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Words of the Week: Ron Leshem (trans. Mitch Ginsburg)

Many Israeli writers petition for peace and rail against the occupation. I have added my voice to that choir, particularly in May during the government’s lethally inept handling of the Turkish flotilla that tried to break the embargo on Gaza. Yet, as I look back at 2010 and the flotilla, I deeply believe that the greatest peril is from a ruthless and implacable foe: religious fanaticism. And the people on the ship that the Israeli naval commandos boarded, the Mavi Marmara, with their motive and capacity to manipulate world opinion, were acting cynically on its behalf. The death of nine people on the Mavi Marmara was a calamity. But activists on board stabbed and shot the soldiers who sought to steer the ship to a port from which nonmilitary cargo could be trucked to Gaza.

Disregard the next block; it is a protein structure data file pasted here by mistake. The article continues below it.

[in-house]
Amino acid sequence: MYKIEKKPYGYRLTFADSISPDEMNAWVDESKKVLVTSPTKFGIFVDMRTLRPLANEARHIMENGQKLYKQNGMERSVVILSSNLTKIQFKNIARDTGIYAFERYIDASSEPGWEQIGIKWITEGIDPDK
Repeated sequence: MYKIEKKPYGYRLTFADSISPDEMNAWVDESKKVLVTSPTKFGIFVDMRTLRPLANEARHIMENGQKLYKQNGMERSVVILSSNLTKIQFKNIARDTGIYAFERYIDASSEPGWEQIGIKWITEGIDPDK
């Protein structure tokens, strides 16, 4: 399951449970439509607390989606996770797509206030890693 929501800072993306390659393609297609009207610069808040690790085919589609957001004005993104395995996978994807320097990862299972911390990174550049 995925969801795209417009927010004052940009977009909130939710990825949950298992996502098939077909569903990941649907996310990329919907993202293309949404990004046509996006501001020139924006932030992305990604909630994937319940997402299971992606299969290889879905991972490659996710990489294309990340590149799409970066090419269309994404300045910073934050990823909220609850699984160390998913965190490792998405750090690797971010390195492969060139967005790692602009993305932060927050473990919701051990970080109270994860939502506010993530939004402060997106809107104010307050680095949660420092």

It is simple for an author to declare: “Peace. Peace now!” But it is a hollow demand.

From “Israel’s Present Tense,” by Ron Leshem (trans. Mitch Ginsburg), The New York Times, January 2, 2011

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